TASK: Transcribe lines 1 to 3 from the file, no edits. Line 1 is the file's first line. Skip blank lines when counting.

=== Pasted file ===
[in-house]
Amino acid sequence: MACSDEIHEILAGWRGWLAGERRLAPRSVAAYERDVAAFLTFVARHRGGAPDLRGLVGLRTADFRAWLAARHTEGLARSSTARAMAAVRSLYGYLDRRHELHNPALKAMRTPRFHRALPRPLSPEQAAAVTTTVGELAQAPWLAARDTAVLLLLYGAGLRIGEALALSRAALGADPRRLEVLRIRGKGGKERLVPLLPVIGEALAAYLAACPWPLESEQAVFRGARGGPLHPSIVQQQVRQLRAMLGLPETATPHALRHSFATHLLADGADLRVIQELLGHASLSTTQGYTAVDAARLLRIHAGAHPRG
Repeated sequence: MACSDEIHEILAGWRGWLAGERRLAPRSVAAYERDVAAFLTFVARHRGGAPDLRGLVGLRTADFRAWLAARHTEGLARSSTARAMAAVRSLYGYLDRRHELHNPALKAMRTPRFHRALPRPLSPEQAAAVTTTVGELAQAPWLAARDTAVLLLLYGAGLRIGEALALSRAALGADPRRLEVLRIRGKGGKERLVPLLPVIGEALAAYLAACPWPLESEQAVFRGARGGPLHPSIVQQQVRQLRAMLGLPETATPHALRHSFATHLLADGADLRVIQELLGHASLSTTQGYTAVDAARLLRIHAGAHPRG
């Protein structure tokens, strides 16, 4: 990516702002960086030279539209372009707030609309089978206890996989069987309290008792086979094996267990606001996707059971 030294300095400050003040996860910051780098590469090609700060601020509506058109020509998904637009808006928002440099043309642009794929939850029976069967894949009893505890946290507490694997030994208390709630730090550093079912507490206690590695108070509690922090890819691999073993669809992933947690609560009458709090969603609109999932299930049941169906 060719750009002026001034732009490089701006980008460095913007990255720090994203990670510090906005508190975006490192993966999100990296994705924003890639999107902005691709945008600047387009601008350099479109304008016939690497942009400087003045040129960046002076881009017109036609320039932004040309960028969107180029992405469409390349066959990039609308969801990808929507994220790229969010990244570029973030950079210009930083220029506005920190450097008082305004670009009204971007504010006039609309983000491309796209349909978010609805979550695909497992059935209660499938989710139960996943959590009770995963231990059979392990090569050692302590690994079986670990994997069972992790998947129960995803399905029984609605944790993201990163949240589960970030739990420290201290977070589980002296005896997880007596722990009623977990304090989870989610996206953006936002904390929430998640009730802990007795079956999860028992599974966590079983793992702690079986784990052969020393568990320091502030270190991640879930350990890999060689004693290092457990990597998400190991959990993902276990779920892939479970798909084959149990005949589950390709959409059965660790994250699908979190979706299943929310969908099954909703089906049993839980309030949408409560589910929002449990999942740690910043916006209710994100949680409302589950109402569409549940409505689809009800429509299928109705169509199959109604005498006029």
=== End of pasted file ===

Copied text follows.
[in-house]
Amino acid sequence: MACSDEIHEILAGWRGWLAGERRLAPRSVAAYERDVAAFLTFVARHRGGAPDLRGLVGLRTADFRAWLAARHTEGLARSSTARAMAAVRSLYGYLDRRHELHNPALKAMRTPRFHRALPRPLSPEQAAAVTTTVGELAQAPWLAARDTAVLLLLYGAGLRIGEALALSRAALGADPRRLEVLRIRGKGGKERLVPLLPVIGEALAAYLAACPWPLESEQAVFRGARGGPLHPSIVQQQVRQLRAMLGLPETATPHALRHSFATHLLADGADLRVIQELLGHASLSTTQGYTAVDAARLLRIHAGAHPRG
Repeated sequence: MACSDEIHEILAGWRGWLAGERRLAPRSVAAYERDVAAFLTFVARHRGGAPDLRGLVGLRTADFRAWLAARHTEGLARSSTARAMAAVRSLYGYLDRRHELHNPALKAMRTPRFHRALPRPLSPEQAAAVTTTVGELAQAPWLAARDTAVLLLLYGAGLRIGEALALSRAALGADPRRLEVLRIRGKGGKERLVPLLPVIGEALAAYLAACPWPLESEQAVFRGARGGPLHPSIVQQQVRQLRAMLGLPETATPHALRHSFATHLLADGADLRVIQELLGHASLSTTQGYTAVDAARLLRIHAGAHPRG